Interested in Bees?
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This was created on the 8th June 2009.
Most frequently asked questions about starting beekeeping. Answer 7 updated on 28th February 2014
Q1 I have been thinking about beekeeping for a while now and would like to know how to go about starting.
A1 We have always taken the view that when starting beekeeping it is best to belong to a local group for a while before having bees as it gives you the opportunity to see what equipment, clothing etc., that is needed, to see people handling bees and by the time you are ready for bees you will know plenty of people who are only too willing to pass on advice and maybe even a swarm to get you going. It is a very “hands-on” hobby and practical demonstration is by far the best way of learning. Membership of our Association is £7.50 per year – not a lot for all the information you may acquire during the year.
A2 It is very important to feel comfortable looking at bees. If you are anxious about getting stung you can become clumsy which then causes more problems and things can soon get out of hand. It is obviously best to aim eventually for the full purpose-made protective clothing, but to start with you can make do with inexpensive decorator’s “paper boiler suit” from a DIY store, “wellie” boots, fairly heavyweight kitchen gloves with longish cuff which can be tucked in at the wrist and if possible a firm hat with a brim. Our group has access to some simple veils for loan that will serve to introduce you to beekeeping. The problem is that it is a chicken and egg situation – you need protection to find out whether or not beekeeping is for you so it is best not to spend a lot of money until you do know. Later on you can add a jacket with an integral veil to your boiler suit or even get a complete kit.
A3 (a) A beehive consisting of a varroa monitoring floor, brood box, crown board, roof and honey supers per colony. It is always best to have 2 colonies.
(b) A smoker – bees are pacified by smoke and although you can overdo it and stress them with too much a smoker is part of basic beekeeping equipment and serves to make handling them easier.
(c) A hive tool; again basic equipment for prising frames apart and scraping away excess wax and propolis.
When thinking about equipment it is well worth asking for a catalogue from EH Thorne (Beehives) Ltd. E-mail email@example.com who are the main beekeeping suppliers in the country. It is more than a catalogue in that it gives a lot of beekeeping advice. We are fortunate to have as one of our members, Arthur Hill at Orrin Bridge, who is an agent for Thornes so equipment is readily available locally. Arthur sometimes has second hand hives available as well. Our "Market Place" page on the web site will carry adverts. for bees and equipment from time to time.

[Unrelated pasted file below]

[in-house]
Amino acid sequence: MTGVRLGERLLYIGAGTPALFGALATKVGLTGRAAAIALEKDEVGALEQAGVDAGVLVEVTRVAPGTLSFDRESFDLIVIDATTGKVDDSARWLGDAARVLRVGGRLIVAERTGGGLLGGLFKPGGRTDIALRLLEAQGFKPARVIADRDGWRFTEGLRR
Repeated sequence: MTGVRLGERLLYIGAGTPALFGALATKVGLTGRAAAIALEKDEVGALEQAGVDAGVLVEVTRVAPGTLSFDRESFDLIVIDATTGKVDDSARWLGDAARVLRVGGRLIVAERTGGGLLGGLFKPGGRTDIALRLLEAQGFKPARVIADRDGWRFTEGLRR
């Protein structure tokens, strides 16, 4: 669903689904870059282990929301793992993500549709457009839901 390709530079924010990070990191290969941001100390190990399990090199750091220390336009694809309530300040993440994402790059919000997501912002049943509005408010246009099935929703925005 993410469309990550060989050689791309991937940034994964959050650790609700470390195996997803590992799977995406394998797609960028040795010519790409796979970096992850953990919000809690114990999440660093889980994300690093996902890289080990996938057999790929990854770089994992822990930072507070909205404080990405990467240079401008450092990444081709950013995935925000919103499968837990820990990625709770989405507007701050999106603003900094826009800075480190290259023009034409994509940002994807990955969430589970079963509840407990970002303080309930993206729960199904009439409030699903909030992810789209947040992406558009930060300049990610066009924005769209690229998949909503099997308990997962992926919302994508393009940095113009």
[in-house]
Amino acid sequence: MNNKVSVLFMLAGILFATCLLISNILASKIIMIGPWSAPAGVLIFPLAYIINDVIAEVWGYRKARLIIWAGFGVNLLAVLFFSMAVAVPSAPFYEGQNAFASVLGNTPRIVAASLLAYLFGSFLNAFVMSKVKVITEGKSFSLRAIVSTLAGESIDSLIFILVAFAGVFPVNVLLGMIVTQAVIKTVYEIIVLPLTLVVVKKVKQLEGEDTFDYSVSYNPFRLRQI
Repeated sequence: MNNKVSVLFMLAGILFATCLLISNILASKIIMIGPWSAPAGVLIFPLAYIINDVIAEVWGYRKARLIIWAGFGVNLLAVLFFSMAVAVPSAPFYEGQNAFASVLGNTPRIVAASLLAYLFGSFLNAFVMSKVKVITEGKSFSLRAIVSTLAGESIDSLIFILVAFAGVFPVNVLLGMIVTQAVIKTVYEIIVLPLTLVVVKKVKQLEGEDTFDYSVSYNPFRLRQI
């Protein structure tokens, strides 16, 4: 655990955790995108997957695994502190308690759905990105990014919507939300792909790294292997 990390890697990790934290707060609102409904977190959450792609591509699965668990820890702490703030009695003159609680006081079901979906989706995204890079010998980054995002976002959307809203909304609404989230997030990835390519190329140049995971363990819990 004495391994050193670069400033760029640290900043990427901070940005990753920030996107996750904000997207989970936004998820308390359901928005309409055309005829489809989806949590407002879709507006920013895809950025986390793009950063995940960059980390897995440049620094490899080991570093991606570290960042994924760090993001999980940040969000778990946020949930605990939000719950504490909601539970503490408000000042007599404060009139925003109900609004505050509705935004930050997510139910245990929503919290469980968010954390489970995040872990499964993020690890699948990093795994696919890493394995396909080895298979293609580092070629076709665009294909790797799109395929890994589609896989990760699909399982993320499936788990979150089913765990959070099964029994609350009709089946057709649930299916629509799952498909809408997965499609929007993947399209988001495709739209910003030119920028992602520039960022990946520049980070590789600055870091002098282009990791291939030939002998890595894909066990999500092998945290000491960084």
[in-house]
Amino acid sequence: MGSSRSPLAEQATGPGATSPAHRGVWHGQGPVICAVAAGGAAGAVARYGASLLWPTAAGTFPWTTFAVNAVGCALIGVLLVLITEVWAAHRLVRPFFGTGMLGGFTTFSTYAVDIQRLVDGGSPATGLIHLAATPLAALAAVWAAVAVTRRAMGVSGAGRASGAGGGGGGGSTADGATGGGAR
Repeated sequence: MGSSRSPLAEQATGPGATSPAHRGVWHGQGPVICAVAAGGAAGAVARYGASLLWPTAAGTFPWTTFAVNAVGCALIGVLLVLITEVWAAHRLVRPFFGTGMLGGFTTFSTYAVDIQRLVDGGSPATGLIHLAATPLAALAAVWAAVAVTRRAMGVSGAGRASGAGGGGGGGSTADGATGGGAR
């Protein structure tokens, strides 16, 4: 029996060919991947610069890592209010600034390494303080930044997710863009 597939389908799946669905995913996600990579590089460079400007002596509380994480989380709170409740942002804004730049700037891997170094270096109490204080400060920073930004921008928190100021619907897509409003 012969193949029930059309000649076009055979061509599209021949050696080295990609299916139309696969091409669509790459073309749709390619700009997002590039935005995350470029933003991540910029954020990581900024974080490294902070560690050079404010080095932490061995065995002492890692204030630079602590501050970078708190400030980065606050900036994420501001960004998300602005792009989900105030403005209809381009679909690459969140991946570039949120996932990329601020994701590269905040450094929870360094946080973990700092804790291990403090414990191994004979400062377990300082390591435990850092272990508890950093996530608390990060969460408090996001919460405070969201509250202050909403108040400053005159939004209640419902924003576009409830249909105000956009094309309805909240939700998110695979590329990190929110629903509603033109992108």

Q4 What type of beehive should I be looking at?
A4 The standard beehive for hobby beekeepers is the National hive – it is single walled – is basically 18” square and extra equipment such as frames, queen excluders etc are readily available. They are easily strapped together for moving (to the heather) if you so wish. See Thorne’s catalogue. It should be remembered that when using second-hand hives, either purchased or fallen heir to, that they must be thoroughly cleaned and blow torched to eliminate disease and wax moth larvae.
Q5 Can I make my own hives?
A5 Yes, plans are available but internal measurements need to be precise to suit British Standard frames with a ⅜” bee space in the appropriate places. The quality of the wood is also important and the best hives are made from Western Red Cedar. Fittings can be bought from Thornes ie frames and wax foundation and frame runners etc.
Q6 Do bees involve a lot of time spent on them?
A6 Beekeeping is one of those things that doesn't need regular attention except perhaps May - July when it is the swarming season. You set them up for winter in September time by making sure they have enough stores to see them through the winter, protect the hives against mice and treat them for varroa, then they can be left alone until at least March time. You need to check the weight of the hives for stores around Christmas time and do another varroa treatment at about that time which only takes 5 minutes per colony.